Nobody but Him

By: Victoria Purman



His breath was heavy, his face just a whisper from hers. He spoke low and rough.

‘What say we just stay as far away from each other as possible.’

The wind teased her hair, blowing a strand across his cheek. It snagged on his stubbled jaw, connecting them. She couldn’t move, didn’t want to.

‘Let’s pretend we don’t even know each other,’ she murmured, her eyes wandering the face that was once so familiar to her. Her fingers, with a will of their own, reached up to trace the scar on his check before settling on his lips, parted slightly, pale from the cold. He moved closer still and leaned in.

He was going to kiss her. And boy did she want him to. She wanted to feel his hard body up against her, needed to have his hands tugging her hair, burned for his lips on hers.

But he suddenly stopped, let go of her as if she’d turned into a burning match. He took a step back and pushed a hand through his windblown hair.

‘We shouldn’t have any trouble with that. We don’t know each other, Julia. Not anymore.’ With a few quick strides, he jumped the small brick fence that separated Julia’s front yard with the glass mansion next door.

Ry fished around in a pocket and Julia couldn’t believe her eyes when he jammed a key in the front door of the ugliest house in Middle Point.

‘Don’t tell me …’ Her voice trailed off in the wind, her nerves too frazzled to do anything else but stare open-mouthed at what she was seeing. Ry turned, a flash of fury in his dark eyes.

‘Yeah,’ he spat. ‘I own this too.’

And he slammed the door.





CHAPTER

4


What say we just stay as far away from each other as possible. Julia screwed up her face at the memory of her ill-tempered outburst and stared out to the distant horizon. The water was a light grey, harmonising with the sky above, and great puffs of white clouds decorated the atmosphere to the horizon and beyond. She tightened her black pashmina around her neck while she waited for Lizzie to bring two steaming mugs of coffee out onto the deck. Lizzie lived a couple of blocks back from the beach on a rise behind the coast, so although she wasn’t beachfront, she still had spectacular views.

It was such a serene outlook, but Julia was pent up like a taut rubber band. She couldn’t believe she’d lost her cool with Ry. She made a living out of maintaining her calm when people all around her were losing their heads. What was it all around him that made her so crazy and ill-disciplined? And why was it that certain parts of her body didn’t seem to agree with her decisive plan to stay away from Ry Blackburn? Certain parts of her body were still thrumming with sensation, hours after their confrontation on her front doorstep.

So he wanted to pretend they’d never met. That would be for the best. With the past erased, the boundaries for the present became very clear. Boundaries that she would respect. Especially the one about putting your hands on someone else’s husband. Pity he didn’t have as much respect for his wife. Mind you, if she was shackled to The Princess she might act like she regretted it too. No, she could make sure they stayed as far away from each other as possible. Easy. That firmness of mind would make it so much easier to do what she had to do and head back to Melbourne as planned.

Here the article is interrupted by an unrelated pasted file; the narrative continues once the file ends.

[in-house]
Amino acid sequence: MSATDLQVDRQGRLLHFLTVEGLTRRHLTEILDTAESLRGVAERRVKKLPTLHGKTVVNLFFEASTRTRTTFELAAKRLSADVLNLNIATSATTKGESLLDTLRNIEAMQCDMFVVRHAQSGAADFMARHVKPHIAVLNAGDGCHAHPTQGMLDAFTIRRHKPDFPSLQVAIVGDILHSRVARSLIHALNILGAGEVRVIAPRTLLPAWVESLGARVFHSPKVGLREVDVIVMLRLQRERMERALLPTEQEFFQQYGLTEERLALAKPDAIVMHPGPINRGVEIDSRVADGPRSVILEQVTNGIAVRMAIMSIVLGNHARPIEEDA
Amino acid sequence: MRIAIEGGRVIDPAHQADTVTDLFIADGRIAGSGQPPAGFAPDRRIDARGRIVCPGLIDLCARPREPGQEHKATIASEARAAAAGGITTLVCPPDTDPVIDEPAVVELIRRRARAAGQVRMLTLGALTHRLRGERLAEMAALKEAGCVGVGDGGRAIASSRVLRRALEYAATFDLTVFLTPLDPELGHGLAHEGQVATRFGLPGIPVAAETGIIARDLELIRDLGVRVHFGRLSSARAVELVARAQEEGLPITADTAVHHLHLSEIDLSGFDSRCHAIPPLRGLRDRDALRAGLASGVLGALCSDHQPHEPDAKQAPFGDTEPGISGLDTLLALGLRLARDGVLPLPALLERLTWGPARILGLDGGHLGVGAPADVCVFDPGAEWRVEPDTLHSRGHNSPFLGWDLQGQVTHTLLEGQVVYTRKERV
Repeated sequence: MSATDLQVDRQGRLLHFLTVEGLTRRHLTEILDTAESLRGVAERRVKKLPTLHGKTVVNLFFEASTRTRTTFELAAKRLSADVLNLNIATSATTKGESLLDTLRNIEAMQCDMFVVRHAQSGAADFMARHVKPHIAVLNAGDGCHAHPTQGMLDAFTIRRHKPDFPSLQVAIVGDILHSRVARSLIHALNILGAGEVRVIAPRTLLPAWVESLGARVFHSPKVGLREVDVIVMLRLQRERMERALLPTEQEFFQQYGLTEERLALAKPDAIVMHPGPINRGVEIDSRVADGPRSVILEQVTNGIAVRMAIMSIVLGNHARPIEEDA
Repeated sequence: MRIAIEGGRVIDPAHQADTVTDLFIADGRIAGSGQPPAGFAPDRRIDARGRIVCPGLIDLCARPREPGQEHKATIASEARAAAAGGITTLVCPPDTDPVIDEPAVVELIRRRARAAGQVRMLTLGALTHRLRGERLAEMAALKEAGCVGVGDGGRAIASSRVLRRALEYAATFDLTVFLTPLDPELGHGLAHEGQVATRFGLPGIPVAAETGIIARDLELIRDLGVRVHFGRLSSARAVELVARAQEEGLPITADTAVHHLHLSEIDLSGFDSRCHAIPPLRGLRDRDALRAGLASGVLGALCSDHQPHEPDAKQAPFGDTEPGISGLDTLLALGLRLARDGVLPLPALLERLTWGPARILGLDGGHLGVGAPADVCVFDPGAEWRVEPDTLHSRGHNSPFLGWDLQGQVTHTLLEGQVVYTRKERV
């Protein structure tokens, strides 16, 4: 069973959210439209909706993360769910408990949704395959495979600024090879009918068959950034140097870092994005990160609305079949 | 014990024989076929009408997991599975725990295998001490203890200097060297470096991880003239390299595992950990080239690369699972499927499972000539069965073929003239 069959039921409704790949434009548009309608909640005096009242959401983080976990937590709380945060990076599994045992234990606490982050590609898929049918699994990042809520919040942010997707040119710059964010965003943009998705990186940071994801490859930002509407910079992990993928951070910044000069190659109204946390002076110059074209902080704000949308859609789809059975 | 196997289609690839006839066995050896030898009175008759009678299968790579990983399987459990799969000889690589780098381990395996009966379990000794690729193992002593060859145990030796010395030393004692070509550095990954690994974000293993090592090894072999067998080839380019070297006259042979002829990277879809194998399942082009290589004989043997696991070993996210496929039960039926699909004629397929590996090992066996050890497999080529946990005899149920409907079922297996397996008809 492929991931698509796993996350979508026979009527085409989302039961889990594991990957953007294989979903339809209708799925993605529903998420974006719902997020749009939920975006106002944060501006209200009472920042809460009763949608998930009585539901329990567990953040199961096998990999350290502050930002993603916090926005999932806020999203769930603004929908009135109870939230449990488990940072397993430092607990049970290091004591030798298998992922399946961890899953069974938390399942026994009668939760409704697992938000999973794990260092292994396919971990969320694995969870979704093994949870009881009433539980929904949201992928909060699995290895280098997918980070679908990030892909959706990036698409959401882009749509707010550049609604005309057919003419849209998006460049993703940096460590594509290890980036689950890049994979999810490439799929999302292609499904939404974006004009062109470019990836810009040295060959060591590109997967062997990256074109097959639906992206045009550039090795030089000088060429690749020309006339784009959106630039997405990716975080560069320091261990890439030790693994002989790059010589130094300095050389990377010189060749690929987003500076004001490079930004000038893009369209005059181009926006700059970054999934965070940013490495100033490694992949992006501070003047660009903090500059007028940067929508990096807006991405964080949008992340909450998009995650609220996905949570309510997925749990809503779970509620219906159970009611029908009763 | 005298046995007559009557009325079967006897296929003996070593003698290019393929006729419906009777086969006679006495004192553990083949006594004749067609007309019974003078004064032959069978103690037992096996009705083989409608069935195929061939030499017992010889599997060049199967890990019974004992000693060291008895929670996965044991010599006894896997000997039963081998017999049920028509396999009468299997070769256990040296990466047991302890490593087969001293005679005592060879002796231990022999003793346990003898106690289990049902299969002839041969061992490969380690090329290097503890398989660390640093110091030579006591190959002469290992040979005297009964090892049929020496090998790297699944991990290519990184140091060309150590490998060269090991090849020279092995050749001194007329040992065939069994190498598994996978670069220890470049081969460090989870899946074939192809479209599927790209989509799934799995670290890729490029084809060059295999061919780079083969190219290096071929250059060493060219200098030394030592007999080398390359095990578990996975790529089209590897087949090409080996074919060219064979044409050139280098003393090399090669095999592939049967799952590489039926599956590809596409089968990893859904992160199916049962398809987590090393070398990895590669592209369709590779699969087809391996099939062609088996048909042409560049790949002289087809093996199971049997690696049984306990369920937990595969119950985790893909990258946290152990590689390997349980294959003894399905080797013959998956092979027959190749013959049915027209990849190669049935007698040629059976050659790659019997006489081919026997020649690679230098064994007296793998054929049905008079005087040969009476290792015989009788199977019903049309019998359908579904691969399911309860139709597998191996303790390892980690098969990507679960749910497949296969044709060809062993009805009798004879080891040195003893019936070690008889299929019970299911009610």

Lizzie emerged with the coffee on a small bamboo tray and closed the sliding glass door behind her with a clever backside manoeuvre. Julia reached out for a mug and Lizzie sat down opposite her in a deep wicker chair, took a sip and regarded her friend with a beaming smile.

‘Jools, have I told you how nice it is to have you home?’

Julia nodded, breathed deep and tried not to let the tears well up in her eyes. She was still riding the crazy emotional wave of her encounter with Ry and the tears came from nowhere fast.

‘Oh Jools.’ Lizzie reached over to hold her hand, ‘I know the circumstances are crappy. Beyond crappy, even. I’m here to help you with whatever you need, you know that.’

‘I know it and I’m grateful.’

‘Good. And now that you are fully caffeinated, relaxed and grateful, spill your guts sister. What is the deal with you and my boss?’

Julia turned away from Lizzie, staring out to the sweeping views. She knew she owed her friend an explanation. At least, half an explanation.

‘Remember when you took off to London after we finished high school? I’d just had my eighteenth birthday and I was here all on my lonesome that summer before I went to Melbourne for uni?’

‘I still haven’t forgiven you for not coming with me.’

‘Well, when you were chasing all those pale-skinned English boys, I met Ry, here in Middle Point.’

Lizzie’s mouth dropped open in shock. ‘You. Are. Kidding. Me.’

‘Not kidding. He was fresh out of uni, one of those rich city boys pretending to be a beach bum for the summer before the family firm snatched him up.’

‘And by ‘met’ you mean … ?’

Julia nodded. ‘Yes. With your boss. Well, he wasn’t your boss then, obviously. Your future boss.’

‘Ooh, an older man. Lucky you. Not that he’s my type.’ Lizzie winked. ‘Too blonde.’

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